Job positions for Community Medicine:
People of the community who may or may not have access to appropriate health care services can turn to a Health Advocate who focuses on such population segments for support. A Health Advocate can opt to primarily focus on a single parent household to make sure that the primary caregiver and the children visit a physician on a regular basis regardless if the family has no health insurance policy with very little financial funds to support medication and the physician check-ups. Some advocates choose to deal basically with older patients or persons living together with individuals sick with AIDS or HIV or people with chronic and permanent disabilities.
The Health Advocate can function in diverse ways which make working in the field more exciting. An advocate is often involved in shelling out important information to various clients in the private and public aspects. An advocate can teach a diabetic client for example the differences between simple and complex carbohydrates, know how to maintain a balanced nutrition and food portions, and the role of daily exercise as a part of the ongoing health regimen.
Advocates can wish to work in any setting or area of the health care system such as hospitals or functioning as a liaison between the hospital and the community. He or she can opt to be a part of a community health agency such as free clinic. Health Advocates are also being employed by insurance companies to help in evaluating the claims filed by the clients. Since the specific duties are dependent on the type of position handled, there is no doubt that a Health Advocate can be as versatile as can be.
The role of a Health Advocate is to assist members of a particular community with their problems and to find solutions for those that are related to health care as well as their health insurance needs; they can also locate and research on all the latest treatments for a medical conditions, give second opinions to help enrich peace of mind, do initial check-up on clients or refer them to specialists; and obtain information on health in an unbiased way.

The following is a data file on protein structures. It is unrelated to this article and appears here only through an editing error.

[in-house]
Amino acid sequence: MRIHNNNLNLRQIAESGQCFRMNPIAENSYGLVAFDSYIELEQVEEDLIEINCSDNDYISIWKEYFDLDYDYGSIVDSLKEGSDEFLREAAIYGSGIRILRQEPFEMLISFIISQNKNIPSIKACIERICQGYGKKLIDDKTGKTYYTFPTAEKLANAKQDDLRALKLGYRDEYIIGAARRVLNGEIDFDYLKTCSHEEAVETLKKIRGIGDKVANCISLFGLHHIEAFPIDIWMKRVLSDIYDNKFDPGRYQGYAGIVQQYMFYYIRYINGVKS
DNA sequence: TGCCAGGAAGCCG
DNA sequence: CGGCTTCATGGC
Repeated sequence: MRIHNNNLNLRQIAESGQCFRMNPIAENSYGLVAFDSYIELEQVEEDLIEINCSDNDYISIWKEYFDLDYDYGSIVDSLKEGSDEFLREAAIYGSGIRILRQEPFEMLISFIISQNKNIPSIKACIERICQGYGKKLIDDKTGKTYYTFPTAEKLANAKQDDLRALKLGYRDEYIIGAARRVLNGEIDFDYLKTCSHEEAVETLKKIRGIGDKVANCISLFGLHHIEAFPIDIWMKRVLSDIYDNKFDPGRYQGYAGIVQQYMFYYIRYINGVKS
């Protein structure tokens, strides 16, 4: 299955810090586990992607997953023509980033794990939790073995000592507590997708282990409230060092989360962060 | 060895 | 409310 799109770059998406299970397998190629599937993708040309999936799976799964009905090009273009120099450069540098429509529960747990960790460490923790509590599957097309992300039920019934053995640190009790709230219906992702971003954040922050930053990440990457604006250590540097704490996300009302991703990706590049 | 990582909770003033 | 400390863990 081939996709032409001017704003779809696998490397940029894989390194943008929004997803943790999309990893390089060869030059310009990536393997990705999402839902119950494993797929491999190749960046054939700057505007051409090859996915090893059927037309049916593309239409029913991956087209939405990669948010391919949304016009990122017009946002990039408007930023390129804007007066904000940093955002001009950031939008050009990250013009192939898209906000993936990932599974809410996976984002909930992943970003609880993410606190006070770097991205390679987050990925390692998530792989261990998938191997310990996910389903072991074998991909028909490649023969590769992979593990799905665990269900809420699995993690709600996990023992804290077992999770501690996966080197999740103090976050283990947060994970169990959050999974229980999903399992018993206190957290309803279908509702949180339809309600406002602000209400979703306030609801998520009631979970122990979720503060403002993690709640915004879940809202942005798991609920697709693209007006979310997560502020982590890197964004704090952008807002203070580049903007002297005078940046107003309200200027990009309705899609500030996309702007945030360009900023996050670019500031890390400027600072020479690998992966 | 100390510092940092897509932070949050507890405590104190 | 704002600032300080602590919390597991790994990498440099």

To become a Health Advocate you have to have a college degree. Community medicine specialists who choose to practice as health advocates have a far greater edge in this field compared to others who do not have medical science-related courses. There are certain colleges who do offer programs on health advocacy, but mostly, degrees in specializations are more accepted. Among the companies that specialize in health advocacy is the National Patient Advocate Foundation which employs Health Advocates to assure that every client is given the chance to make informed decisions regarding healthcare for them. Hospitals and clinics do employ health advocates as a part of the staff to work as liaisons. Even with advanced knowledge regarding patients and their basic unit, every Health Advocate must enhance his or her knowledge and skills by attending relevant training programs.
The United States has just recently launched a wake up call for the nation’s public health workforce. Federal funding was increased in 2002 for everything that concerned public health. Public Health Advocates are now in high demand with various advancement opportunities. Annual salary ranges from $37,050 to $ 161,400.